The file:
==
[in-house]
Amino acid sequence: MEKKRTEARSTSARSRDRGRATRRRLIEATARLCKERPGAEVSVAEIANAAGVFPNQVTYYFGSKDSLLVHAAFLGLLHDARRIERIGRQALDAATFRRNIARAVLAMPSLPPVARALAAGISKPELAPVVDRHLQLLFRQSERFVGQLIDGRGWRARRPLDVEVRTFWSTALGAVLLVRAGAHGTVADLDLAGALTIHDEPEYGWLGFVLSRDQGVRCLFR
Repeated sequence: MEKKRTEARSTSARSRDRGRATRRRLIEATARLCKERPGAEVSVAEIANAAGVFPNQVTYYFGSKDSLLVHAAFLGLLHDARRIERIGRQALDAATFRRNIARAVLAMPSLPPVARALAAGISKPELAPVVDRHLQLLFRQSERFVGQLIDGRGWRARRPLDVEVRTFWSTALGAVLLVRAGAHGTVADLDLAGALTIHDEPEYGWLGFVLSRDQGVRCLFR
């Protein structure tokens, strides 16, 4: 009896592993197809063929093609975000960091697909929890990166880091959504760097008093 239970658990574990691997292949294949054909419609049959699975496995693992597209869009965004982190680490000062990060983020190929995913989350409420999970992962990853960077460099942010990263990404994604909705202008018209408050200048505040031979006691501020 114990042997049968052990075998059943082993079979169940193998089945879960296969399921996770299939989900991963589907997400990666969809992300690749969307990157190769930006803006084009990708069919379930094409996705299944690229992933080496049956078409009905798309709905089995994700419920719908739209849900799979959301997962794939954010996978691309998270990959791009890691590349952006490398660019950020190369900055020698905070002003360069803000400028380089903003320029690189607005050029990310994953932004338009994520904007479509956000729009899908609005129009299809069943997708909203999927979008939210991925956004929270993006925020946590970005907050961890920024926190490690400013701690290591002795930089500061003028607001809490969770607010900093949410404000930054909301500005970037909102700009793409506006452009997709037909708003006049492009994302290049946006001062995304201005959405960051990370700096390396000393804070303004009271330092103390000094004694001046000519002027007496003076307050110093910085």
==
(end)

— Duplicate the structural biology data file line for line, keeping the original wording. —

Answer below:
[in-house]
Amino acid sequence: MEKKRTEARSTSARSRDRGRATRRRLIEATARLCKERPGAEVSVAEIANAAGVFPNQVTYYFGSKDSLLVHAAFLGLLHDARRIERIGRQALDAATFRRNIARAVLAMPSLPPVARALAAGISKPELAPVVDRHLQLLFRQSERFVGQLIDGRGWRARRPLDVEVRTFWSTALGAVLLVRAGAHGTVADLDLAGALTIHDEPEYGWLGFVLSRDQGVRCLFR
Repeated sequence: MEKKRTEARSTSARSRDRGRATRRRLIEATARLCKERPGAEVSVAEIANAAGVFPNQVTYYFGSKDSLLVHAAFLGLLHDARRIERIGRQALDAATFRRNIARAVLAMPSLPPVARALAAGISKPELAPVVDRHLQLLFRQSERFVGQLIDGRGWRARRPLDVEVRTFWSTALGAVLLVRAGAHGTVADLDLAGALTIHDEPEYGWLGFVLSRDQGVRCLFR
């Protein structure tokens, strides 16, 4: 009896592993197809063929093609975000960091697909929890990166880091959504760097008093 239970658990574990691997292949294949054909419609049959699975496995693992597209869009965004982190680490000062990060983020190929995913989350409420999970992962990853960077460099942010990263990404994604909705202008018209408050200048505040031979006691501020 114990042997049968052990075998059943082993079979169940193998089945879960296969399921996770299939989900991963589907997400990666969809992300690749969307990157190769930006803006084009990708069919379930094409996705299944690229992933080496049956078409009905798309709905089995994700419920719908739209849900799979959301997962794939954010996978691309998270990959791009890691590349952006490398660019950020190369900055020698905070002003360069803000400028380089903003320029690189607005050029990310994953932004338009994520904007479509956000729009899908609005129009299809069943997708909203999927979008939210991925956004929270993006925020946590970005907050961890920024926190490690400013701690290591002795930089500061003028607001809490969770607010900093949410404000930054909301500005970037909102700009793409506006452009997709037909708003006049492009994302290049946006001062995304201005959405960051990370700096390396000393804070303004009271330092103390000094004694001046000519002027007496003076307050110093910085």